If Android is so great, why are we still switching to Apple?

If Android is so great, why are we still switching to Apple?

In the early days of the Android/iOS wars, people chose iPhones over Androids for one simple reason: Android was rubbish. It wasn’t the OS it is today, the hardware wasn’t up to Apple standards and there were hardly any apps for Android and tons for Apple. Now, Android is arguably better than Apple in many ways. So why are huge numbers of people still switching to Apple?

apple andy
Who's taking a bite out of whom? / © NextPit

Android has the numbers. Apple has the money.

According to Apple’s Tim Cook, 30 percent of people buying iPhones in the last financial quarter were switching from Android. He obviously has a dog in this fight, so you can perhaps take his numbers with a pinch of salt, but you can’t say the same about the industry analyst firm Consumer Intelligence Research Partner, CIRP for short.

Its latest figures show that 26 percent of iPhone 6s customers were coming from Android. That’s a huge number, dwarfing the 12 percent of switchers who bought the iPhone 6 and comfortably ahead of the 23 percent who switched to the iPhone 5S.

That’s not all. The people who are switching are the ones who have the highest disposable incomes to spend not just on phones, but on apps and accessories and services, all the things that keep you locked into a platform’s ecosystem. It’s safe to say that most of those switchers aren’t likely to see the light and come back to Android anytime soon.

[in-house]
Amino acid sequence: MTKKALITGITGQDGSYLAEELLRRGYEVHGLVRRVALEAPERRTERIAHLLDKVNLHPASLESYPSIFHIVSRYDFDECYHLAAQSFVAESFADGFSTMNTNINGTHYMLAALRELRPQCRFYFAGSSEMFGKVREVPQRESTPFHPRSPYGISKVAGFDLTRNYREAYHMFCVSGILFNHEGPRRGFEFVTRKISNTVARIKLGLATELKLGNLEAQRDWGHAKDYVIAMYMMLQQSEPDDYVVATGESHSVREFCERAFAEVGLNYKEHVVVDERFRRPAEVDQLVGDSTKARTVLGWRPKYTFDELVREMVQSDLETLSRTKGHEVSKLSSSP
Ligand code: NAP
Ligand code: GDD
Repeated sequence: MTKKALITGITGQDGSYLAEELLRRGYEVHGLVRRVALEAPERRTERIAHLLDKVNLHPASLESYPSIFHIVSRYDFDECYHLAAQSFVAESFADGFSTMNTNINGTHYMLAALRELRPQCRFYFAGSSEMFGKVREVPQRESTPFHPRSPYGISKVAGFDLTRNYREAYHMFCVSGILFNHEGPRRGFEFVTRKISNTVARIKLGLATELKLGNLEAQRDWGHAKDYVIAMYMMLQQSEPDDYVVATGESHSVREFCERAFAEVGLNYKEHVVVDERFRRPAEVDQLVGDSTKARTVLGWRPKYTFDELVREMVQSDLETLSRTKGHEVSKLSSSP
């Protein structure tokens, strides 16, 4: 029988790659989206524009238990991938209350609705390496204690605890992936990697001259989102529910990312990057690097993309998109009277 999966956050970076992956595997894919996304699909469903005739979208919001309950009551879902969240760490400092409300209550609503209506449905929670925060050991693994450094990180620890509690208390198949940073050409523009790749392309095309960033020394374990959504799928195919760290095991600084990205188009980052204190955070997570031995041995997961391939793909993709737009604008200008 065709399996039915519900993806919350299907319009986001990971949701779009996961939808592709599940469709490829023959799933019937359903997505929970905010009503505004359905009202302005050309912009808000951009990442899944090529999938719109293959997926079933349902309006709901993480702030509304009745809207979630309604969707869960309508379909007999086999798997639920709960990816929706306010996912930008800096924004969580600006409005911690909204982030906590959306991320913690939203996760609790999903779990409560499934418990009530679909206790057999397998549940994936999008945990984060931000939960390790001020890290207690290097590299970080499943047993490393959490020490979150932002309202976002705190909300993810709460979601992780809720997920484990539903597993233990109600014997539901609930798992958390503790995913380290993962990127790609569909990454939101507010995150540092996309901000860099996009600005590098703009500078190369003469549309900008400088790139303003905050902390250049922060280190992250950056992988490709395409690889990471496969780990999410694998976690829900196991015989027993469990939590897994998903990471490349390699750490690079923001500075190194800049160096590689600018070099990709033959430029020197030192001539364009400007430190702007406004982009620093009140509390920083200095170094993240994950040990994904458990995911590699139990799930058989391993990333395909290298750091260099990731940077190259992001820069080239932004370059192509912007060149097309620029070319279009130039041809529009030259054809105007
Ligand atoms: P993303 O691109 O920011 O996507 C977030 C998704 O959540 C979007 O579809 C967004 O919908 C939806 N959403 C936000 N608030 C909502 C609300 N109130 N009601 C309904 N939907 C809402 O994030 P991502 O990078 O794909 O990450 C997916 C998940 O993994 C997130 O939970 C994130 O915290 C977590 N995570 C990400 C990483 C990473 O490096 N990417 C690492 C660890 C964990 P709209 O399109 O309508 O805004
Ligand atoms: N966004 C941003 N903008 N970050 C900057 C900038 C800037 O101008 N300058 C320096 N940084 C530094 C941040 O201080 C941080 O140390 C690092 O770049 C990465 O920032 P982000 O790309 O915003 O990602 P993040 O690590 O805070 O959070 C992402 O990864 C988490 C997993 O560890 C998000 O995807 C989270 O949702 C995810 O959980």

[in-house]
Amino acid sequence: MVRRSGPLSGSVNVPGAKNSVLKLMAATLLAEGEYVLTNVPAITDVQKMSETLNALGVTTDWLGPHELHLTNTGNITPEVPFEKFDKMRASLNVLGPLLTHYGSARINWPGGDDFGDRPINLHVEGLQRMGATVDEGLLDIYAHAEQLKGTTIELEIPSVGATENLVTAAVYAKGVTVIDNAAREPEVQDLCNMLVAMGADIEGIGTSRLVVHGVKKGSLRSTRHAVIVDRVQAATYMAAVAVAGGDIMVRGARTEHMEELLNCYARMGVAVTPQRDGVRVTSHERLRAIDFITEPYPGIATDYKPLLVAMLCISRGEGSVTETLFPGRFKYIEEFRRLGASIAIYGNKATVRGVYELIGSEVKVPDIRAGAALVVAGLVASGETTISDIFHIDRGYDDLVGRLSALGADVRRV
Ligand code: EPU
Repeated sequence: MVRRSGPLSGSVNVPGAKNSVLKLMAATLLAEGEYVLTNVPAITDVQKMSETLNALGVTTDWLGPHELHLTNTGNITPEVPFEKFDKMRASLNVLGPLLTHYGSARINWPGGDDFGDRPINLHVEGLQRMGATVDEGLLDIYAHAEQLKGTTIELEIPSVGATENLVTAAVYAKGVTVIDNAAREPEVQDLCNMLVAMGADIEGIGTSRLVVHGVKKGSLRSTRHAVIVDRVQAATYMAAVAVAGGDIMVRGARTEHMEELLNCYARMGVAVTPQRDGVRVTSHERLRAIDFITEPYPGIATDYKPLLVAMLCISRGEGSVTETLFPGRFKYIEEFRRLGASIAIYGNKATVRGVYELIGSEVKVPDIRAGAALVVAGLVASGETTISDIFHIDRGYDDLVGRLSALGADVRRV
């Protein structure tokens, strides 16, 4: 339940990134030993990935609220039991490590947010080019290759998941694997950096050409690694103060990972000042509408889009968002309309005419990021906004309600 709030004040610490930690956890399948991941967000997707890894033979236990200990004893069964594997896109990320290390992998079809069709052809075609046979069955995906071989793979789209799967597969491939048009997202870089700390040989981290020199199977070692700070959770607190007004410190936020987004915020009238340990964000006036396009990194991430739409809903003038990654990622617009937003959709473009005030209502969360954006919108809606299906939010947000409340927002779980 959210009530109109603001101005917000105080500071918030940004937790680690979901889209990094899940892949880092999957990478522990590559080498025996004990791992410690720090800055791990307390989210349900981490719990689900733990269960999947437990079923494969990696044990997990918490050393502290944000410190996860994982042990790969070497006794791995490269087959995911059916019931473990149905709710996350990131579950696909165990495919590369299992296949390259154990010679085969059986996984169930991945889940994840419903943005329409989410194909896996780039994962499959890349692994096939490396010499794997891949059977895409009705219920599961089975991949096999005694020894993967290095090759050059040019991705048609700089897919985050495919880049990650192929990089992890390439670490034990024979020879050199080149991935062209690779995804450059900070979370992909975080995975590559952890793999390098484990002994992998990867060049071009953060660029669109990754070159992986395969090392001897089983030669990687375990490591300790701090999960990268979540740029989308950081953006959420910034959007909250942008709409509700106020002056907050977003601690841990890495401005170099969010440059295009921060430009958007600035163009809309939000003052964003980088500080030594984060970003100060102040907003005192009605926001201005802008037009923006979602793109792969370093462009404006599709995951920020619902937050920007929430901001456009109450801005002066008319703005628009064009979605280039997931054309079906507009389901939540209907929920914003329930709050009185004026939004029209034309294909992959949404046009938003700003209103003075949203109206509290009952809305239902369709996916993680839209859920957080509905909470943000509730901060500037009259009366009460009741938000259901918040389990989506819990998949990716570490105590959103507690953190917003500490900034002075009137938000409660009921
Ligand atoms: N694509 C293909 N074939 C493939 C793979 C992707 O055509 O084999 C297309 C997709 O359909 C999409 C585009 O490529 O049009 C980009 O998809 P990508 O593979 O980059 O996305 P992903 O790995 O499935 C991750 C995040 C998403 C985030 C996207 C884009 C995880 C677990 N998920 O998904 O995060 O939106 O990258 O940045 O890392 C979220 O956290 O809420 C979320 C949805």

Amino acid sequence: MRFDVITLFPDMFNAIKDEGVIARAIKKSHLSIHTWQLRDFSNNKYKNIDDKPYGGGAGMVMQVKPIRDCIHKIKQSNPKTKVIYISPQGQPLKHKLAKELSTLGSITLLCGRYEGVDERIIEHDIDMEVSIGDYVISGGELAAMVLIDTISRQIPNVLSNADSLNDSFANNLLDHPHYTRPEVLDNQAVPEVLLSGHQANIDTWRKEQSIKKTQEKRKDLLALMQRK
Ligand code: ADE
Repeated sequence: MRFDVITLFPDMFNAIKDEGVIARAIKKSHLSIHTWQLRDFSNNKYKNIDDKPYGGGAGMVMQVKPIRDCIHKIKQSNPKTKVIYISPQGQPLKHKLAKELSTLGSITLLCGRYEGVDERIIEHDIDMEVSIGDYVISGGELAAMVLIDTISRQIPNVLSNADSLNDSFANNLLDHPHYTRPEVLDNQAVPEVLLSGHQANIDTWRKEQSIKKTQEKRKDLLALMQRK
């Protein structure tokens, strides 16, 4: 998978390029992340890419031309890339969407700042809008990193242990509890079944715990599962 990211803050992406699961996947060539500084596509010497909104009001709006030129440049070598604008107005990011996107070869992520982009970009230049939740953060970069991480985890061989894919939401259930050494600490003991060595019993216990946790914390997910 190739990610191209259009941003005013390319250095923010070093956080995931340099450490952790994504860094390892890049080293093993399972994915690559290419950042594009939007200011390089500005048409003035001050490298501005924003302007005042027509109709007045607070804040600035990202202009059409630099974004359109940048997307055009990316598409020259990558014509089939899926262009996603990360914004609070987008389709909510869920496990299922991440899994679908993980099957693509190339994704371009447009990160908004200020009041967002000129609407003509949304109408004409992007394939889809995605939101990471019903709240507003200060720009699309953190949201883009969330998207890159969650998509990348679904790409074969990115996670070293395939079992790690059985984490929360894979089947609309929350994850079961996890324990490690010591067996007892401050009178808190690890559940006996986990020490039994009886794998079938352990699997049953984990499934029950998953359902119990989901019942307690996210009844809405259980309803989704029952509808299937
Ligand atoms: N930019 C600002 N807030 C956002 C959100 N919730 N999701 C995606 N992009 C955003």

We’ve known for a long time that while Android outsells Apple by a huge margin, an even huger margin is Apple’s profit margin. Apple sells a fraction of what Android does, but it makes almost all of the smartphone industry profits. So not only is it making more money, it’s attracting the most valuable customers too.

What on earth is going on?

The battle is being won by software and services, not just hardware. / © androidauthority

There may be trouble ahead

Let’s have a little look at the PC industry. Toshiba, which has just announced that it hopes to sell off its PC business, is the latest in a long list of big-name tech firms who can’t make money from selling PCs anymore. The market is so crowded and so commoditized – and so damaged by the rise of mobile devices – that hardly anybody’s making any money.

In an excellent analysis by UK tech journalist Charles Arthur, the numbers are stark: the average selling price of PCs is plummeting, and the average profit per PC is plummeting too. If a firm can make 15 bucks on a US$500 PC, it’s doing pretty good. The numbers are so bad that Toshiba won’t be the last household name to bin its PC business.

Times are really hard for every PC builder bar one. Guess who it is.

While PC sales decline by around 10-12 percent per year, the market share of Macs is soaring, even though the cheapest Macs cost much, much more than equivalent PCs. Apple is selling more Macs than ever before.

At heart, a Mac isn’t dramatically different from a PC. It runs the same Intel chips, often slower versions than the ones rivals use. It runs the same RAM, has the same hard disks or SSDs, gets its displays from the same manufacturers. What makes a Mac different is partly the way it’s engineered and partly the way Apple runs its supply chain, but it’s mainly about the operating system, apps and the services that tie those things together. That, and shedloads of marketing.

Back in the phone business, iPhones aren’t dramatically different from Androids. Androids are often faster, more powerful, more impressive on paper. But Apple has iOS, apps and the services that tie those things together. That, and shedloads of marketing.